Wednesday, February 01, 2006

No Paradise

My cousin forwarded this letter on the eve of the film's Oscar nomination. **The letter is not from a family member (in the orthodox sense of the word); it's a forwarded letter from Yossi Zur, signed below**

Last night the
Palestinian movie "Paradise Now" won
the Golden Globe award. The movie shows
the route that two young Palestinians
take to become suicide murderers, up
until the minute they board a bus in Tel
Aviv filled with

The movie looks professional. It was made with
attention to detail, but it is extremely dangerous – not only to the
East, but to the whole world.

My son Asaf, almost 17
years old, was
a high school student in the eleventh grade who loved
computer science. One day
after school he boarded a bus home, as usual.
Along the way, a suicide murderer
from Hebron, 21 years old, a computer
science student at the Hebron Polytechnic,
exploded on the

17 people were killed, 9 of them school
children aged 18
or less.
My son Asaf was killed on spot.

watched the movie
"Paradise Now" trying to understand what it is trying to say,
what message
it carries?
That the murderer is human? He is not.
That he
doubts? He has none. After all, he is willing to kill himself along with his
That the Israelis are to blame for this brutal killing? Are the
Israelis to blame for the Twin Towers in New York, the night club in
the hotel in Egypt, the shop in Turkey, the restaurant in Morocco
or in Tunis,
the hotel in Jordan, the underground in London, the train in
Spain? And the list
goes on and on.

What makes this movie
award-worthy? Would the
people that awarded this movie the Golden Globe do
the same if the movie was
about young people from Saudi Arabia who learn how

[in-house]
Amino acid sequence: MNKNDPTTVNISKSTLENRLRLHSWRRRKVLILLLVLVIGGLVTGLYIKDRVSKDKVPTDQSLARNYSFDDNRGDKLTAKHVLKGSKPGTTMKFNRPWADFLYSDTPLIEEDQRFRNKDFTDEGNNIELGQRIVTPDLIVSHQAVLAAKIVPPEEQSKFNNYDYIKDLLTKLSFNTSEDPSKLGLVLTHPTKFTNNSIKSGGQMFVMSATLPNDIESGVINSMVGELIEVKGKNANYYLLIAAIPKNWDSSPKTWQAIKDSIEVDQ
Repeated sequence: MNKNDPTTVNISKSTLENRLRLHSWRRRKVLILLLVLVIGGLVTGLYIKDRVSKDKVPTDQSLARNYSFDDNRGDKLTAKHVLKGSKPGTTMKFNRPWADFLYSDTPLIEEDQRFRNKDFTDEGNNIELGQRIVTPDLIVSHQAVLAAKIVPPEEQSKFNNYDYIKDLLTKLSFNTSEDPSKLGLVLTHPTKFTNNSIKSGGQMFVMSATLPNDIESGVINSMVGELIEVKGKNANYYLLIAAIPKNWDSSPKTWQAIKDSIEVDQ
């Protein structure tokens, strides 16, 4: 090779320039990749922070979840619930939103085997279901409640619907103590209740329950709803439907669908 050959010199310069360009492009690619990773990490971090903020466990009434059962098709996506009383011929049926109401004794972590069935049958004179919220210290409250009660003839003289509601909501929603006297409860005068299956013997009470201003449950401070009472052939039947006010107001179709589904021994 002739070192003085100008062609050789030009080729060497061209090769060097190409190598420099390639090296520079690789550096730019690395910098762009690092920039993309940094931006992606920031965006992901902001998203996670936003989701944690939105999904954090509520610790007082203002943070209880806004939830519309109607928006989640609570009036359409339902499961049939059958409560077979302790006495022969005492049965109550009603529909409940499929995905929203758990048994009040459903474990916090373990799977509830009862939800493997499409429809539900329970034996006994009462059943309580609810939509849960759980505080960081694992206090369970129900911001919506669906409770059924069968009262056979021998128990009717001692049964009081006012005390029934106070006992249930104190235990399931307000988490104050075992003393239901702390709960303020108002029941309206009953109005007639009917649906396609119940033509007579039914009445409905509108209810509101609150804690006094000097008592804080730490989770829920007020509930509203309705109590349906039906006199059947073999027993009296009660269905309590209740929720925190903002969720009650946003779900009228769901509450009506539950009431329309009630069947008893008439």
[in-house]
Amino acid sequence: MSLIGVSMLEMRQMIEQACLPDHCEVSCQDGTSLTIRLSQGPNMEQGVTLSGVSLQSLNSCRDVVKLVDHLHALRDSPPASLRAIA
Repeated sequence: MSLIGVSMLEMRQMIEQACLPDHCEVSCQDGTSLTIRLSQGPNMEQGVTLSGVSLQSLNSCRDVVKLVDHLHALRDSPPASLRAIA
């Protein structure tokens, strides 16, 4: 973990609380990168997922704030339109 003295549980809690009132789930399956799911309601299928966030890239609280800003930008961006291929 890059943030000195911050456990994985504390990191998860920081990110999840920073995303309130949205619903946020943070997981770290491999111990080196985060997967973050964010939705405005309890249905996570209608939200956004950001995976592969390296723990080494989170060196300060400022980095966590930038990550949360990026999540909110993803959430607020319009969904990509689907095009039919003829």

to fly airplanes in the USA
and then use Islamic rituals to prepare
themselves for their holy mission,
crashing their airplanes into the Twin
Towers in New York City? Would this movie
get an award

This movie tries to say that suicide murder is
when you feel you have exhausted all other means. But a suicide
murderer who
boards a bus kills 15 or 20 innocent people, so how about a suicide
who walks into a city with a biological bomb and kills 10,000 people or
100,000 people? Is that still legitimate? Where does one draw the

I believe that the world should draw the line at one
The killing of even one person is not legitimate. My son was almost
17 years
old, he loved surfing, he loved loud music. Now he is gone because
a suicide
murderer decided it's legitimate to blow himself up on a crowded

Granting an award to this kind of movie gives the
filmmakers a
seal of approval to hide behind. Now they can say that the
world sees suicide
bombing as legitimate. By ignoring the film's message and
the implications of
this message, those that chose to award this film a
prize have become part of
the evil chain of terror and accomplices to the
next suicide murders – whether
they kill 17 people or 17,000

Name: Yossi


Judy said...

Thanks for publishing this eloquent and moving letter, Stefanella. May you and your family be spared all further sorrow.

Stephanie said...

Sorry if I gave the impression that this was my family. It's not but my heart grieves for them. My cousin forwarded this in an e-mail from Yossi Zur, who is signed at the bottom...May we all know sparing sorrow...Slf